• Written company principles to serve as a foundation. Not a “training manual,” more of a moral compass.
  • Specific performance metrics with steps on how to attain them.
  • A well-thought-out method, delivered by a dedicated instructor, at least for the duration of the training period and available for standardized follow-up.
  • A verification system to confirm the desired skills and knowledge. This can include written tests, role-playing specific scenarios, and actual job performance
    observation.
  • A way to measure results or impact. From a simple spreadsheet of performance results to a large investment in learning software, how you measure is up to your individual tastes and budget. The “how you do” matters less than the “you do.”
  • Periodically reevaluate your systems. Never assume what’s done is done. Don’t wait until performance suffers.

It’s important to note this is a process, not a project. Education does not have an endpoint. The goal is to provide a learning experience for extended long-term growth, not just a packet of guidelines that are often quickly forgotten.

What other areas of life do we want inadequately prepared people working with us?

Unfortunately, the cost of building an education process scares off many well-meaning organizations. It is seen as a luxury, something “we’ll do when we can afford it.” The irony is the price of maintaining an educational system pales in comparison to the cost of ignorance.

Think about it. What other areas of life do we want inadequately prepared people working with us? Our doctor? Our accountant? Our favorite restaurant? As a consumer, when we encounter poor performance, is our first thought: “I can’t wait to work with this company again?”

No. We leave, often never to return, telling as many people as possible about the experience. Yet, with our own teams, we treat educational investment as a luxury item we may want, but not necessarily need. The math always favors investing a dollar to earn (or save) 10. The key is to make our learning process stick.

Many of us have heard of the island of misfit toys, blissfully ignoring their less popular and more destructive sibling, the island of wasted tech. Just like when parents watch in disbelief when their 4-year-old opens an expensive gift, touches it for 20 minutes and then plays with the box it came in for the rest of the day, business owners and executives struggle to answer why their employees don’t utilize the latest and greatest technology.

This is particularly true with learning technologies. Adults bring a mixed bag of experiences and motivation. They all learn and retain in different ways. Reaching them requires learning tools flexible enough to adapt. Many people fail to recognize there is rarely a one-size-fits-all solution.

Learning technology is like a NASCAR car, only as useful as the person who drives it. Who drives the learning culture in your organization?

Advances in online systems, game technology, and mobile learning have been tremendous. They may help many companies become more efficient. I love new software and tech. Just do not rely on them as the only solution.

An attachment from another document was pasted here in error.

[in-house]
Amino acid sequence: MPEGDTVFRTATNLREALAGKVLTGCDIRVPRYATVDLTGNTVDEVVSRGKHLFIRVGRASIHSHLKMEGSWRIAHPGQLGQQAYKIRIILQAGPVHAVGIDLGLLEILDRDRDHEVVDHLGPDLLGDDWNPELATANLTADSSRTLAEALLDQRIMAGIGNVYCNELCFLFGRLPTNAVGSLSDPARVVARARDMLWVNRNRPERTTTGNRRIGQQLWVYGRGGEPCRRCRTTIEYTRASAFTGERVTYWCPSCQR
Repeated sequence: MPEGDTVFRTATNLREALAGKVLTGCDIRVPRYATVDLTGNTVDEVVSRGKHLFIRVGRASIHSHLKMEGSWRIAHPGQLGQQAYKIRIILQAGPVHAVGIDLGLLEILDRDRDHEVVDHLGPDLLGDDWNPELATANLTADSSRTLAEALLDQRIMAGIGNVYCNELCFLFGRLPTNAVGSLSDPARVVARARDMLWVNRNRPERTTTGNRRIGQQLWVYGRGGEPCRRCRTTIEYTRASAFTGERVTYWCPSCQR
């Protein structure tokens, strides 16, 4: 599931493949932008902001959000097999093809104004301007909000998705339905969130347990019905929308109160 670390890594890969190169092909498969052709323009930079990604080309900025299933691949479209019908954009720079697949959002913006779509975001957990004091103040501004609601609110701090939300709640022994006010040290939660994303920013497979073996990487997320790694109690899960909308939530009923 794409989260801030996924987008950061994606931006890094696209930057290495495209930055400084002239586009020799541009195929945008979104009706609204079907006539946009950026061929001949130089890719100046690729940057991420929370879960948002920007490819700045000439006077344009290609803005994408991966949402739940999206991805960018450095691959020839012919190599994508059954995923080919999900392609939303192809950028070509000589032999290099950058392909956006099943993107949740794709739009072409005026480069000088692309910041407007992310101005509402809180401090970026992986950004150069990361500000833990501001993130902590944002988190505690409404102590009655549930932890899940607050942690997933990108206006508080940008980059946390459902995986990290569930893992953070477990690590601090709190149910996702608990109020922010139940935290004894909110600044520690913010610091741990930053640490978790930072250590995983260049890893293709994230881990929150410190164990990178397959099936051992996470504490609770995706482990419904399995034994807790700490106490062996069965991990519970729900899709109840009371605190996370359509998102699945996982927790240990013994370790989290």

Learning technology is like a NASCAR car, only as useful as the person who drives it. Who drives the learning culture in your organization?

Thinking about your company, who has the greatest effect on front-line employees? Do they encourage additional educational opportunities? Do they practice the organizational learning objective? Organizational alignment is the best way to make sure employees do not quickly forget what was told to them when hired.

Generally speaking, people have progressive levels of retention. Memorization is when an employee can remember information soon after learning it. That’s usually verified by some sort of test. Next is the ability to apply the knowledge to the job. A direct supervisor may verify that level by watching an employee perform a task.

If we stop there, many employees soon forget what they’ve learned. To reach a deeper understanding, an employee should internalize both the “Why?” and the “How?” Why is this important? How do I benefit directly?

The product of a strong learning session or workshop will be engaged employees ready to apply the lessons on the job. Retention three months later is a product of how consistent we reinforce those lessons after the session ends.

I like a TV show called “Restaurant Stakeout.” The premise is a restaurant owner installs hidden video and audio equipment. They then monitor their staff to see how they perform while unsupervised. Episode after episode, astonished owners gasp at the behavior onscreen and then proclaim some variation of, “I don’t understand. I went over this with them!”

Although that show is made for TV, many real-life owners and executives utter similar statements after seeing performance reports. Successful companies have staff at all levels that reinforce behavior and reward performance from Day One. Something as simple as a random “Knowledge Check,” asking an employee to do a certain task or explain a certain process on demand, can yield benefits.

Creating a learning culture is a top- down endeavor.

Creating a learning culture is a top-down endeavor. It need not be a complicated one. Although we cannot make other people do things they do not want to. We can encourage them to achieve on their own.

A good method is to recognize the behavior, but reward performance. Encourage employees to pursue educational opportunities. Take some classes yourself and brag about the experience. Choose technology wisely and verify alignment periodically. Commit to developing a learning culture.

To provide long-term growth, both personally and professionally, stop simply training and start educating your team.

This article originally appeared in the Las Vegas Review-Journal, September 2013.